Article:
But Jesus rescued the couple and their families from humiliation.  By transforming the water into wine he saved the situation. He provided more than enough wine for the party to continue well into the night and even for the next few days.

        Jesus Christ is the great rescuer. Do you recall that situation in Thailand last year when those young boys and their soccer coach were dramatically rescued from the flooded caves? The world watched with baited breath for days as a plan was carefully worked out and put in place. The rescuers took a considerable risk. And then we watched in wonder as one-by-one the boys emerged from the dark, flooded caves to safety.  It was a magnificent, wondrous rescue.

    Jesus Christ came to earth to bring about an even more dramatic rescue. We humans were trapped by the darkness of evil and sin and death. This darkness has the power to separate us from God in time and eternity. We were bound for eternal death, perishing.  But God loves us very, very much and does not want that to happen. And he had a great plan to save us from our plight.  At Bethlehem, God’s Son took on our flesh. He entered our cave of darkness and provided a dramatic rescue by his atoning death on the cross. He took the plunge and suffered in our place, the sinless one for sinners. Then on the third day, the greatest of all signs occurred when the Father raised his Son from the dead to live forevermore as Saviour and Lord of all. 

    And now all of us who take hold of Christ by faith are led by him from darkness to light. There is now no condemnation for us who are in Christ Jesus.  We have been rescued from the ultimate power of sin and death. We are the children of God forever, forgiven and free, heirs of eternal life. We will not be humiliated or ashamed or cast aside when we stand before God on the day of judgement. Instead, we will be welcomed by God into the joy of everlasting life.  Nothing in life, in death, or in life beyond death can separate us from God’s love in Christ Jesus our Lord. Jesus Christ has rescued us.  We ought to be very grateful and live daily in the wonder and freedom of his gracious, saving act.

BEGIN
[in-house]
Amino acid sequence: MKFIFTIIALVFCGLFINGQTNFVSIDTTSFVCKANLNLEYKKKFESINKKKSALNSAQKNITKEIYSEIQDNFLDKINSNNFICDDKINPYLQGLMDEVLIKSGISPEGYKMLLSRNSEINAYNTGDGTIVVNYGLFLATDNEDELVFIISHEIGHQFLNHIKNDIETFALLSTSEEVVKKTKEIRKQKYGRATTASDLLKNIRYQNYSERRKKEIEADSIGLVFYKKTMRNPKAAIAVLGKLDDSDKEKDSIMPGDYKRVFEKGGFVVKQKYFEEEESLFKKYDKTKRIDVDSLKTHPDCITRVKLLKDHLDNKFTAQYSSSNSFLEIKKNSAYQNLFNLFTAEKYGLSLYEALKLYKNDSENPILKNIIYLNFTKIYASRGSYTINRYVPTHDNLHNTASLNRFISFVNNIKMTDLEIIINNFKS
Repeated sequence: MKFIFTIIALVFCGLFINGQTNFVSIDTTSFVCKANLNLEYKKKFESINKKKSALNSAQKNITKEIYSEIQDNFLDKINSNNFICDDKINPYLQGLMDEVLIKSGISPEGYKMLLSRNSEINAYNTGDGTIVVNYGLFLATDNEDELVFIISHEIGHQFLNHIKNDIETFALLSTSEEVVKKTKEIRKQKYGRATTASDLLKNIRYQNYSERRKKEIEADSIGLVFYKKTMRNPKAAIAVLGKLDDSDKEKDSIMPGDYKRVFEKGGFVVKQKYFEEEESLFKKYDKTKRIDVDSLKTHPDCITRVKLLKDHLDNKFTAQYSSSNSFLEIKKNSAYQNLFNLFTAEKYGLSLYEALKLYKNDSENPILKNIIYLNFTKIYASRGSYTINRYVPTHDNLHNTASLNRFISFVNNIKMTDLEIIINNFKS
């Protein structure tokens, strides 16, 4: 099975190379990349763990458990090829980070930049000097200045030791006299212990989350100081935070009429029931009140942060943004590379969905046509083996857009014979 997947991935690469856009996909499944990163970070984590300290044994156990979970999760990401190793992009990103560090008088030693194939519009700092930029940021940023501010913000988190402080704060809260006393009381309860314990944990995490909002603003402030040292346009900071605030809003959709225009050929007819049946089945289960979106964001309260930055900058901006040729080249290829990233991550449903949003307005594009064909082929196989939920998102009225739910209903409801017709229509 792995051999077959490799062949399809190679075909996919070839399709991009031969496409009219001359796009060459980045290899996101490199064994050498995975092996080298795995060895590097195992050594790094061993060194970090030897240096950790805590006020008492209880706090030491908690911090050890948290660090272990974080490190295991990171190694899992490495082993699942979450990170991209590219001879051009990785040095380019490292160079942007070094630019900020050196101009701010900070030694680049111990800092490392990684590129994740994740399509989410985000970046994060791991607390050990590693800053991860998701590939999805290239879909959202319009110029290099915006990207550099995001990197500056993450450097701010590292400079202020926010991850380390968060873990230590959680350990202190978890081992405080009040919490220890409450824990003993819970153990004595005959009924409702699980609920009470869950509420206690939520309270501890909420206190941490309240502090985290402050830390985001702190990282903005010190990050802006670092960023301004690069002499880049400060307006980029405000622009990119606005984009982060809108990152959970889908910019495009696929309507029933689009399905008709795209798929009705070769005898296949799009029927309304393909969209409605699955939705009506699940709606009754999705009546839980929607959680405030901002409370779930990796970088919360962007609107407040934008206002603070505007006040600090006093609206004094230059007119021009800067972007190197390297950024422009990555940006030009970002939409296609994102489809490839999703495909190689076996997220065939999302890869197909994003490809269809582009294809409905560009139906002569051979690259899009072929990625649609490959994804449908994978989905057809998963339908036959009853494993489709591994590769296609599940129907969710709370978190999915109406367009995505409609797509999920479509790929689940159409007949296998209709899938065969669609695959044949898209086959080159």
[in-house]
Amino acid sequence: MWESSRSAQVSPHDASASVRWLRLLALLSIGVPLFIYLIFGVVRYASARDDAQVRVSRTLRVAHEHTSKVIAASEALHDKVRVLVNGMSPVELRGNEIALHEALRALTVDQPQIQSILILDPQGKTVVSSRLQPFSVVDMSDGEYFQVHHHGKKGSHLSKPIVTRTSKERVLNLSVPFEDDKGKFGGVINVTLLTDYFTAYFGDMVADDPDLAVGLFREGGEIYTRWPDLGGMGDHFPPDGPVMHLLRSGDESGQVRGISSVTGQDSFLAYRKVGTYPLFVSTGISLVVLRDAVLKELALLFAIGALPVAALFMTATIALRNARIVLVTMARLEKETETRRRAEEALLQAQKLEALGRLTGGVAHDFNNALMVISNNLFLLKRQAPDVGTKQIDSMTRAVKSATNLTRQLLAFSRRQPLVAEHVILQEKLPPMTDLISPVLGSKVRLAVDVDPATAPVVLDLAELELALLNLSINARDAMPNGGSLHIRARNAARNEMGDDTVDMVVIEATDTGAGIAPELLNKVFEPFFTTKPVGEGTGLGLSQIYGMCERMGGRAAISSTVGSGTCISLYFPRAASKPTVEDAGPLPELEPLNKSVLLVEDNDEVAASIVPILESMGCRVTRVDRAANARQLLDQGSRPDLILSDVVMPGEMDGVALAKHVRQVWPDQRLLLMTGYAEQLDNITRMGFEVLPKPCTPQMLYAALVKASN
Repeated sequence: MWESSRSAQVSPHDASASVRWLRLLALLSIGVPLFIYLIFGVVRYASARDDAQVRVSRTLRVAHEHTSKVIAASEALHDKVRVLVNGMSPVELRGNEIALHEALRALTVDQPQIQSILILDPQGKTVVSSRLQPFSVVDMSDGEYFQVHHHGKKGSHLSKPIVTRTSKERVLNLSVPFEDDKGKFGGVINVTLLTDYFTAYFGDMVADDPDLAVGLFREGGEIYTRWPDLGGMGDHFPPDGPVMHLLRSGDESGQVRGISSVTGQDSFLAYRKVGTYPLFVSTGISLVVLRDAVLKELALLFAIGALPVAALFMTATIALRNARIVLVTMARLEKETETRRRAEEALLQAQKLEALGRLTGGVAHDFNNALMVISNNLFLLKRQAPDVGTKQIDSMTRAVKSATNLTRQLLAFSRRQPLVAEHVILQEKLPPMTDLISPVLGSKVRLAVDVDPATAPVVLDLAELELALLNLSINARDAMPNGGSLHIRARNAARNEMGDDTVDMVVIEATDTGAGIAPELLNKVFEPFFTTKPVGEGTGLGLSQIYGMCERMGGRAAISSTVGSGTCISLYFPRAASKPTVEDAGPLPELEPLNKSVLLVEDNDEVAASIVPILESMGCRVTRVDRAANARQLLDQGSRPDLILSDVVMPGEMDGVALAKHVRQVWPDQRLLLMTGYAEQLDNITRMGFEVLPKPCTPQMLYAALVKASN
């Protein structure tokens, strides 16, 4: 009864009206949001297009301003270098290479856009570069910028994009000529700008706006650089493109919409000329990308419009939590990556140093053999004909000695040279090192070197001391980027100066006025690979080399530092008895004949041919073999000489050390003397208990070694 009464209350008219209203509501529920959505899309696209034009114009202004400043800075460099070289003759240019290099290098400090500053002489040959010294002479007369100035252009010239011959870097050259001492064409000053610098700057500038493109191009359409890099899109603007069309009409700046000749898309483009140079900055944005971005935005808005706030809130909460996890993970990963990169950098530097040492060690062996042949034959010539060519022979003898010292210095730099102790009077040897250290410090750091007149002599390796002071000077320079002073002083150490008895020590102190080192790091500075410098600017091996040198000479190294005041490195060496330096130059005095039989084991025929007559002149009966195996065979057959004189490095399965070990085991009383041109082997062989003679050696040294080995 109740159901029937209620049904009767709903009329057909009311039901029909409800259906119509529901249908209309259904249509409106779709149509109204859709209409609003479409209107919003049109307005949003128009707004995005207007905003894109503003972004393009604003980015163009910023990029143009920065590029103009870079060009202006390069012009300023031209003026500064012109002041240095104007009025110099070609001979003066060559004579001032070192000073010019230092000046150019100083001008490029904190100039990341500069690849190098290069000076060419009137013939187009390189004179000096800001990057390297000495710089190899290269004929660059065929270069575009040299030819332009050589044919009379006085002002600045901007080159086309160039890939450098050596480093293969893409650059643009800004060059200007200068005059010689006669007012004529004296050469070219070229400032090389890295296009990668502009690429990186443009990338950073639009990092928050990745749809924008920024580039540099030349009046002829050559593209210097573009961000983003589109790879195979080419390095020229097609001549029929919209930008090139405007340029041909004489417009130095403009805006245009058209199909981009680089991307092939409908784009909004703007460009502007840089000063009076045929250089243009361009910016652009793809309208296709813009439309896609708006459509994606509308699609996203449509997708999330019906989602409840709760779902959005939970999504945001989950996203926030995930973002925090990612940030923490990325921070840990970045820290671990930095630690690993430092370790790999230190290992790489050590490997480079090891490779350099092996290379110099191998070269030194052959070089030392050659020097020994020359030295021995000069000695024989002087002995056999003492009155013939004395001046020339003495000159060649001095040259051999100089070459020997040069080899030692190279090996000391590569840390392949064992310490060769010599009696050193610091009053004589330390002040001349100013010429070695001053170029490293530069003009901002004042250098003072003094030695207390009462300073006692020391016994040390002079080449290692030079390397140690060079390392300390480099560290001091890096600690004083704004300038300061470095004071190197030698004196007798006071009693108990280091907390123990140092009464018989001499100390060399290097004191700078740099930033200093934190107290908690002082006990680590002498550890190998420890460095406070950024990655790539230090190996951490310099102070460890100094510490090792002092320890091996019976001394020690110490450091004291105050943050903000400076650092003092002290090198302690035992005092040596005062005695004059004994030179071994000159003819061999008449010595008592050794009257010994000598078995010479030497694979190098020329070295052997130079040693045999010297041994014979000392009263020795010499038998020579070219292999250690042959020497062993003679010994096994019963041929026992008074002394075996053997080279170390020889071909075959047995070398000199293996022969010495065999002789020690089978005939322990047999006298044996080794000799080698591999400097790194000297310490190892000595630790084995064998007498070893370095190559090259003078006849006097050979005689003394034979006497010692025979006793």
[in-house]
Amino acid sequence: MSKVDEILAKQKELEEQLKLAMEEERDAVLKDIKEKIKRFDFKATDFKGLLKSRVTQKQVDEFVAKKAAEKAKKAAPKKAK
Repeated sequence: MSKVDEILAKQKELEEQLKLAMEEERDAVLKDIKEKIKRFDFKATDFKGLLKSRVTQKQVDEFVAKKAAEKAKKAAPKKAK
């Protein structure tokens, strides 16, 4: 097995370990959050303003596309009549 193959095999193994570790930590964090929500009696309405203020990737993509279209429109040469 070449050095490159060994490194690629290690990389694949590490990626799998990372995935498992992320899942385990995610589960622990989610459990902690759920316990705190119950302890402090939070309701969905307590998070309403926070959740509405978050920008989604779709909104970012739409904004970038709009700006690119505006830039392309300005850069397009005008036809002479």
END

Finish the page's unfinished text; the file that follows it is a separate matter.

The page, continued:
And even now Jesus rescues us. I can’t tell you how many times I have been humiliated and shamed by my own sinful thoughts and actions, by the times I have done something foolish, by the times I have overlooked someone or something. But thankfully, a gracious nail-pierced hand has reached out in my direction to rescue me from my disobedience and stupidity. That hand is the hand of the Saviour. He shows me mercy, cleanses me by his blood, and lifts me up to face a new day.  I don’t know how I could live apart from the rescuing mercy of Jesus Christ. It’s my daily bread. And I’m sure it’s the same for you.

      When Jesus was invited to a wedding he rescued the situation. And Jesus Christ rescues us.

   Here’s the second truth.  Jesus Christ transforms us.

     Here we take water for granted but in the Middle East water is very precious. Those large jars filled with water show how seriously the Jewish people took the purification laws, washing hands thoroughly before eating. Such washing was also a sign of cleansing themselves before God.

      At the wedding Jesus transformed precious water into even more precious wine, at least for the occasion.   Jesus Christ transforms us, too. He is at work in all of us who believe in him. Yes, God loves us more than we can tell and gave his Son to die for us. So Christ saves us by grace through faith in him, yes. But when Christ comes into our lives and rescues us, he does not leave us as we are. He starts a good work in us. He begins to transform us into children of God who reflect the image of Christ.  Jesus Christ brings new joy and hope into our lives.  Life takes on a new and better quality when it is lived under the influence of Jesus Christ. He transforms us.